Influence of different peritoneal dialysis fluids on the in vitro activity of fosfomycin against Escherichia coli, Staphylococcus aureus, Staphylococcus epidermidis, and Pseudomonas aeruginosa

Manuel Kussmann, Stefan Hauer, Petra Pichler, Gottfried Reznicek, Heinz Burgmann, Wolfgang Poeppl, Markus Zeitlinger, Martin Wiesholzer

Research output: Journal article (peer-reviewed)Journal article

6 Citations (Scopus)

Abstract

Peritonitis is still the main infectious complication among patients on peritoneal dialysis. For treatment of peritoneal dialysis-related peritonitis, the intraperitoneal administration of antibiotics admixed to peritoneal dialysis fluids (PDFs) should be preferred. However, the influence of diverse PDFs on the activity of frequently used antibiotics has been investigated insufficiently. Thus, the present study set out to investigate the in vitro activity of fosfomycin against Escherichia coli, Pseudomonas aeruginosa, Staphylococcus epidermidis, and Staphylococcus aureus in commercially available PDFs. Time-kill curves in four different PDFs (Dianeal®, Extraneal®, Nutrineal®, and Physioneal®) were performed over 24 h with two different concentrations of fosfomycin (150 and 400 mg/L) and without antibiotics as control. Cation-adjusted Mueller Hinton broth (CA-MHB) was used as a comparator solution. In blank PDFs, bacterial growth of each organism evaluated was reduced when compared to CA-MHB. For S. aureus in blank Physioneal®, a reduction under the limit of detection was observed within 24 h. The activity of fosfomycin was reduced in all PDFs when compared to CA-MHB except for P. aeruginosa in Nutrineal® where the activity of fosfomycin was increased when investigated at 400 mg/L. Against E.coli, bactericidal activity was demonstrated in Extraneal®, Nutrineal®, and Physioneal®. Fosfomycin resistance (MIC > 1024 mg/L) was observed for P. aeruginosa in CA-MHB at both concentrations and in Nutrineal® at 150 mg/L. Fosfomycin is active in PDFs particularly against the frequently isolated enterobacterium E. coli. The choice of the respective PDF considerably influences the microbiological outcome in vitro. Further studies are warranted to investigate the clinical relevance of these findings.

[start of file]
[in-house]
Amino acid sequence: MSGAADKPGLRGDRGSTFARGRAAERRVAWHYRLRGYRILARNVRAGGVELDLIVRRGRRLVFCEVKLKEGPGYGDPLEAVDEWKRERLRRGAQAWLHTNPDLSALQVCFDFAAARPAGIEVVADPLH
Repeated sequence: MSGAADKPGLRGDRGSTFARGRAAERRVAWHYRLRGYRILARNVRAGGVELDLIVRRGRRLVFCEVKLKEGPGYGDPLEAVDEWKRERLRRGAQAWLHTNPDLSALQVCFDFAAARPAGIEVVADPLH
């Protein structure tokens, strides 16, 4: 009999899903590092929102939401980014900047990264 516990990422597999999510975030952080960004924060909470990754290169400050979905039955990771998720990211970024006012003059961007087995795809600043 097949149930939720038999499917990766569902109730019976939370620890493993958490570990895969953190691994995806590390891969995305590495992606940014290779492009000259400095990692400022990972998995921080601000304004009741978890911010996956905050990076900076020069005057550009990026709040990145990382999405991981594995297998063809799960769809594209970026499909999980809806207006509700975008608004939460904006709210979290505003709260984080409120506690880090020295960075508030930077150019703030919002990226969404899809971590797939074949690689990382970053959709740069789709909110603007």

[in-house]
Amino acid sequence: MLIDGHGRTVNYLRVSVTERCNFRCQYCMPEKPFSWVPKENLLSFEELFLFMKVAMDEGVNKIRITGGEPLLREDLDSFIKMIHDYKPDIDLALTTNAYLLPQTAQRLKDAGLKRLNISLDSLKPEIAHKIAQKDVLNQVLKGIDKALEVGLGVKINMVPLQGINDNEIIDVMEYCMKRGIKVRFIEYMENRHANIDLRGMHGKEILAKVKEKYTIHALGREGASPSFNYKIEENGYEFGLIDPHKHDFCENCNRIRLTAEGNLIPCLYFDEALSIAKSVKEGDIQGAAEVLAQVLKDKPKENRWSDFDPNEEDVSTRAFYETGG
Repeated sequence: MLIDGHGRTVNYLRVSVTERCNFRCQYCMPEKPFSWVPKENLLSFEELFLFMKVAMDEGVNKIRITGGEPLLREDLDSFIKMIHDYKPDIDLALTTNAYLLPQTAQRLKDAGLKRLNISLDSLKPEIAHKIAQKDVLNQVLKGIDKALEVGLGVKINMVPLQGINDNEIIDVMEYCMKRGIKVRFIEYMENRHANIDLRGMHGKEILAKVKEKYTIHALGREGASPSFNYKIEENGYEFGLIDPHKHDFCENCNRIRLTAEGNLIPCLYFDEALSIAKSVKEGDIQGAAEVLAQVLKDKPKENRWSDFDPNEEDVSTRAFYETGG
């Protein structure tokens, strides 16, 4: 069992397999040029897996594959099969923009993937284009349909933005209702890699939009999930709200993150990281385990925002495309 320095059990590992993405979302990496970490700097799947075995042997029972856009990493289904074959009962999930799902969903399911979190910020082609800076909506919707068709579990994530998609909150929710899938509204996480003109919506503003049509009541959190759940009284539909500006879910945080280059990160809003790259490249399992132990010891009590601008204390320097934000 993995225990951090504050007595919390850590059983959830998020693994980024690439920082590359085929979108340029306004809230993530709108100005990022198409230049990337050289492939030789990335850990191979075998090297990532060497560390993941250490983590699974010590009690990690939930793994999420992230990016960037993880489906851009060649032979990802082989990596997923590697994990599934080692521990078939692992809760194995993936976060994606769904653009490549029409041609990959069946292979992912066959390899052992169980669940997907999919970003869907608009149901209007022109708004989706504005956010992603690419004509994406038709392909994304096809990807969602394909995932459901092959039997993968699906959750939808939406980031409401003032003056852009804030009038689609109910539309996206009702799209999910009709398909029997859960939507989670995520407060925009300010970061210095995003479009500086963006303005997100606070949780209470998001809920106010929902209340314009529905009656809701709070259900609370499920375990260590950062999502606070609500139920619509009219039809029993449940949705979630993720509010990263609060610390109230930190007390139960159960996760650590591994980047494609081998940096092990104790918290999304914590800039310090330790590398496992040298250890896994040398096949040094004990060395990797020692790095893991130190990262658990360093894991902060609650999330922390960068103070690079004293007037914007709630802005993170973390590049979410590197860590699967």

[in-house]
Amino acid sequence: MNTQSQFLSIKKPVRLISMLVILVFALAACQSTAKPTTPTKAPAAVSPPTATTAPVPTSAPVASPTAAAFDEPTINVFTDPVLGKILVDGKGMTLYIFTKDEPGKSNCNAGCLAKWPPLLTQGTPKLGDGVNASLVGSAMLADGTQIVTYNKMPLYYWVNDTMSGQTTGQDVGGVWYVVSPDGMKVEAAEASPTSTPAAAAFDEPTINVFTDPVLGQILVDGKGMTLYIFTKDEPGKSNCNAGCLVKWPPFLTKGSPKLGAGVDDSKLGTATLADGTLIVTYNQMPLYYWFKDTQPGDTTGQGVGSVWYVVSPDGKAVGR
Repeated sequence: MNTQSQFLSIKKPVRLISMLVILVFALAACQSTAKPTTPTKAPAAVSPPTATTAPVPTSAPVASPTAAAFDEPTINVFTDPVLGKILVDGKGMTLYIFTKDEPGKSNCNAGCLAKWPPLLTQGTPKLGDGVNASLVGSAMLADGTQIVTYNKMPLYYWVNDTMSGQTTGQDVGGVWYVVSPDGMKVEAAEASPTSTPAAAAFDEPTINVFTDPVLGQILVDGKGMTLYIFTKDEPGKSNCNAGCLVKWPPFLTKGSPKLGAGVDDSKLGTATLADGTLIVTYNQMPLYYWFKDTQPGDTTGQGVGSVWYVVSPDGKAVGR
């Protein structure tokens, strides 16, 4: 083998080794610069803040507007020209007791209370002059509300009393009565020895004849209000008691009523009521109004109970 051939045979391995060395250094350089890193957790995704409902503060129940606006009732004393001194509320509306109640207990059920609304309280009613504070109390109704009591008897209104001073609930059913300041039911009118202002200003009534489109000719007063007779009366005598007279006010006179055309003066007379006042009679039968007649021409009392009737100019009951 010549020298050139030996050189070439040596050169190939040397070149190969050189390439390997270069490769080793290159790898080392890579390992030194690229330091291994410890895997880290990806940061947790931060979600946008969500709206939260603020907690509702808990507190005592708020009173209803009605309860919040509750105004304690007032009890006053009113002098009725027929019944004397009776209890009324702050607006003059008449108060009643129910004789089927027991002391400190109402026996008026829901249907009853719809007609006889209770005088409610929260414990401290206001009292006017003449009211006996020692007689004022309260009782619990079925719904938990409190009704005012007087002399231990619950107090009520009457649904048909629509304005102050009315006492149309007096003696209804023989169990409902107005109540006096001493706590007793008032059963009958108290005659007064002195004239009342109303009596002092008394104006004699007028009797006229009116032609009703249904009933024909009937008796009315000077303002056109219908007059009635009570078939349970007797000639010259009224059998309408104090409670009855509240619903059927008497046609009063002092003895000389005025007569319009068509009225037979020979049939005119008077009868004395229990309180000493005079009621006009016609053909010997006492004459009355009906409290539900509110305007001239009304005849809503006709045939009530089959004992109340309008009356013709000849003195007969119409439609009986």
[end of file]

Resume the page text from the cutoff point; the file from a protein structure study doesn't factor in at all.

Original languageEnglish
Pages (from-to)1091-1098
Number of pages8
JournalEuropean Journal of Clinical Microbiology and Infectious Diseases
Volume37
Issue number6
DOIs
Publication statusPublished - 1 Jun 2018

Keywords

  • Anti-Bacterial Agents/pharmacology
  • Dialysis Solutions/adverse effects
  • Escherichia coli/drug effects
  • Fosfomycin/pharmacology
  • Humans
  • Microbial Sensitivity Tests
  • Peritoneal Dialysis/adverse effects
  • Peritonitis/drug therapy
  • Pseudomonas aeruginosa/drug effects
  • Staphylococcal Infections/drug therapy
  • Staphylococcus aureus/drug effects
  • Staphylococcus epidermidis/drug effects

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